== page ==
22 November 2002
FIRST FUND MONEY WILL EXTEND HIV/AIDS AND TB TREATMENT IN GHANA
Ghana to Receive $6.5 million for HIV/AIDS and TB Prevention and Treatment
2,000 Ghanaians to receive HIV/AIDS drugs; 20,000 to receive TB treatment
Geneva, Switzerland - Fund to Fight Malaria signed two Grant Agreements today - the first-ever - to increase access to HIV and tuberculosis (TB) services in Ghana.
The $4.2 million HIV/AIDS agreement will build 16 Voluntary Counseling and Testing (VCT) centers, provide Prevention of Mother to Child Transmission (PMTCT) services to 600 mothers per year, and begin antiretroviral therapy for 2000 people with AIDS. It also will strengthen Home Based Care (HBC) and peer education within rural communities by involving people living with HIV.
The $2.3 million TB grant will allow Ghana to treat an additional 20,000 patients using Directly Observed Treatment, Short-course (DOTS) over the next two years. A quarter of these patients will be treated in private health units, and strengthening the capacity of the private sector to work with the public sector to fight TB is one of the main objectives of the program.
"Public and private partners in Ghana are showing a commitment to a new way of doing business," said Richard Feachem, Executive Director of the Fund. "The Fund will give them the resources to take effective programs to scale and to ensure comprehensive responses to diseases of poverty."
The agreements were signed by Feachem and the Ghanaian Minister of Health, Dr. Kwaku Afriyie. The Fund requires that a Civil Society Representative from the Country Coordinating Mechanism also sign its agreements. In Ghana, this was Dr. K.S. Jehu-Appiah, Chairman of NGOs in Health.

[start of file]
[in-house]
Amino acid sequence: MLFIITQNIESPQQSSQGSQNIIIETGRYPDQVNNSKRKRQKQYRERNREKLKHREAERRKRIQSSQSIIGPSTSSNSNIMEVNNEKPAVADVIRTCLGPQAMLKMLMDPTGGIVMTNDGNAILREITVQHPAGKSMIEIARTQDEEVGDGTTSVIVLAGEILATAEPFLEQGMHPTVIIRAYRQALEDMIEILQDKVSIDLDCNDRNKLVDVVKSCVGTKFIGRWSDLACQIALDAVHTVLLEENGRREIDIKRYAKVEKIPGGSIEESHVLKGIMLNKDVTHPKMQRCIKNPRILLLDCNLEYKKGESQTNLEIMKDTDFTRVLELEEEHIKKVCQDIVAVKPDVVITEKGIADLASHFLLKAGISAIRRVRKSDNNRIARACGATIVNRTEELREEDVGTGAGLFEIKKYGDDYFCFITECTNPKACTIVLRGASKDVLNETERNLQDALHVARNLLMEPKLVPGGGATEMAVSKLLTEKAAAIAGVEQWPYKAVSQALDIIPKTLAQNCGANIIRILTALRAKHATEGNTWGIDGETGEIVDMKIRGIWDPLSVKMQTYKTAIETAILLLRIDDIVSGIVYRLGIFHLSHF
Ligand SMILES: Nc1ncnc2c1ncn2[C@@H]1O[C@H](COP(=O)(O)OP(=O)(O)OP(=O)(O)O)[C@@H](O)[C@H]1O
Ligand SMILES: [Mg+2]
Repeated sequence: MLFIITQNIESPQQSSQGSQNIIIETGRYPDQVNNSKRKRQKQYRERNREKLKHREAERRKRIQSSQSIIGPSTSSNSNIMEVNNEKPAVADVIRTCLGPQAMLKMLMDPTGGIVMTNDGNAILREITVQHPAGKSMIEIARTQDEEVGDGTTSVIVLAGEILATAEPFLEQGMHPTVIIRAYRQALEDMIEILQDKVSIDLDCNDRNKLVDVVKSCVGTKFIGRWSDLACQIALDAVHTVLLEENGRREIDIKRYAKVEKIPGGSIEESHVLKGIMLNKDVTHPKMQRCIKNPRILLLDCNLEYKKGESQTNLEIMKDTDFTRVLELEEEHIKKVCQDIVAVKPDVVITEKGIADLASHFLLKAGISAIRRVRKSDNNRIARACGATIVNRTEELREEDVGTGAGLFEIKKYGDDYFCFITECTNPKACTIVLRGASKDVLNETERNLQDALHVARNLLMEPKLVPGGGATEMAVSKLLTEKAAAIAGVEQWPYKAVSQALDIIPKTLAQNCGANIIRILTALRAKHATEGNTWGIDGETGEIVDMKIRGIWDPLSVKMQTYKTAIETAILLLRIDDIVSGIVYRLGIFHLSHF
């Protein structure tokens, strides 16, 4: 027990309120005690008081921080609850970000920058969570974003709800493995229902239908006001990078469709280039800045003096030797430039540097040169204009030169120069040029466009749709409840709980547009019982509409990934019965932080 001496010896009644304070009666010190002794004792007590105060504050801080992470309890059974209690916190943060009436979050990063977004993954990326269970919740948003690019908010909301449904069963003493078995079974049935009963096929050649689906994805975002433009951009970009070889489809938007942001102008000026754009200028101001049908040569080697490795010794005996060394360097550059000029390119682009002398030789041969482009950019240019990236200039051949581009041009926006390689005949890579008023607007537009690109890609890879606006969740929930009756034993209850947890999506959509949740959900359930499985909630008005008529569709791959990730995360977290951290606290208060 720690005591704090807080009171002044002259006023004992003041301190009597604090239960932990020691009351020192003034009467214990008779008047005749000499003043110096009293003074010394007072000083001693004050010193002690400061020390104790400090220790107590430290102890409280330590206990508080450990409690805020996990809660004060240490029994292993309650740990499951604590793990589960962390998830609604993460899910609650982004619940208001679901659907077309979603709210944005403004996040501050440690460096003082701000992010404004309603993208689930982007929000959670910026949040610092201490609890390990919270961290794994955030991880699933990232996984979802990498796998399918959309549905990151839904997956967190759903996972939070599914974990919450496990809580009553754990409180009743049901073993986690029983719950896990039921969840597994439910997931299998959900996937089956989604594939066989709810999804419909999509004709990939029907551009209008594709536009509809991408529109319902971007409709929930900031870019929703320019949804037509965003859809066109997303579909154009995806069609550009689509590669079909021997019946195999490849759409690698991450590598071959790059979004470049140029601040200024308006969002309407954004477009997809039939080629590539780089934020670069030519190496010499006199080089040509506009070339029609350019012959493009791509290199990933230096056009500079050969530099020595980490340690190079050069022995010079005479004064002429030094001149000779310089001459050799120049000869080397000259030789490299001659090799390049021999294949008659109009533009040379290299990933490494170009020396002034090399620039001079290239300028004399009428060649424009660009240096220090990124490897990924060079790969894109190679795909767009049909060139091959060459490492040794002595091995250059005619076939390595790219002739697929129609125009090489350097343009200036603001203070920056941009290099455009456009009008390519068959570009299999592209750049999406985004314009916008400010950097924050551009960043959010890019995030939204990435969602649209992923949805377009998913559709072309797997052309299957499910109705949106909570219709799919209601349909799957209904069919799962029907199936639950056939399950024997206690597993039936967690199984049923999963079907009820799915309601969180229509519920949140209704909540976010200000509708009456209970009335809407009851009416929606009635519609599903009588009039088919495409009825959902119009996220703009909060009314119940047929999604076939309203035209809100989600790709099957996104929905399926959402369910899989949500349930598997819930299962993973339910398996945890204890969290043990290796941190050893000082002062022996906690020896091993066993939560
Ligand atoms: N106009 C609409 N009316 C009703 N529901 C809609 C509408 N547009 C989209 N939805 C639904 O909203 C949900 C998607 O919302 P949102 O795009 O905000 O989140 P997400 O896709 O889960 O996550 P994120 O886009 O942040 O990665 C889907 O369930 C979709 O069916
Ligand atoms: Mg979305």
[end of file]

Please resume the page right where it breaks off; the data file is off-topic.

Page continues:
The Fund's local representative in Ghana is PriceWaterhouseCoopers, which will be working with the Ministry of Health as the principal recipient of funds. Private sector collaboration is one of the hallmarks of the Fund, created independently of the UN and other existing multilateral agencies in January 2002.
"We must work together to fight these diseases," said Chrispus Kiyonga, Chairman of the Fund's Board. "Ghana shows the world that public and private partners can work together both to deliver international assistance from donors and to deliver results on the ground in developing countries."
Forty thousand people die of AIDS in Ghana each year. The scale-up of antiretroviral coverage in Ghana is part of a global effort to expand treatment services in developing countries. The Fund's first grants will purchase enough antiretrovirals to increase their coverage in Africa by six-fold, with grantees accessing both patented and generic versions of the drugs. The Fund requires that its recipients pay the lowest available prices for medicines, which must meet international standards of quality.
The Fund Grant Agreements in Ghana represent an important milestone in the Fund's first year, and occur just days prior to World AIDS Day. An additional HIV/AIDS grant is expected to be signed within the next few weeks in Haiti, as well as TB and malaria agreements in Sri Lanka. The Fund is in negotiation with thirty-seven additional countries that were approved in its first proposal round.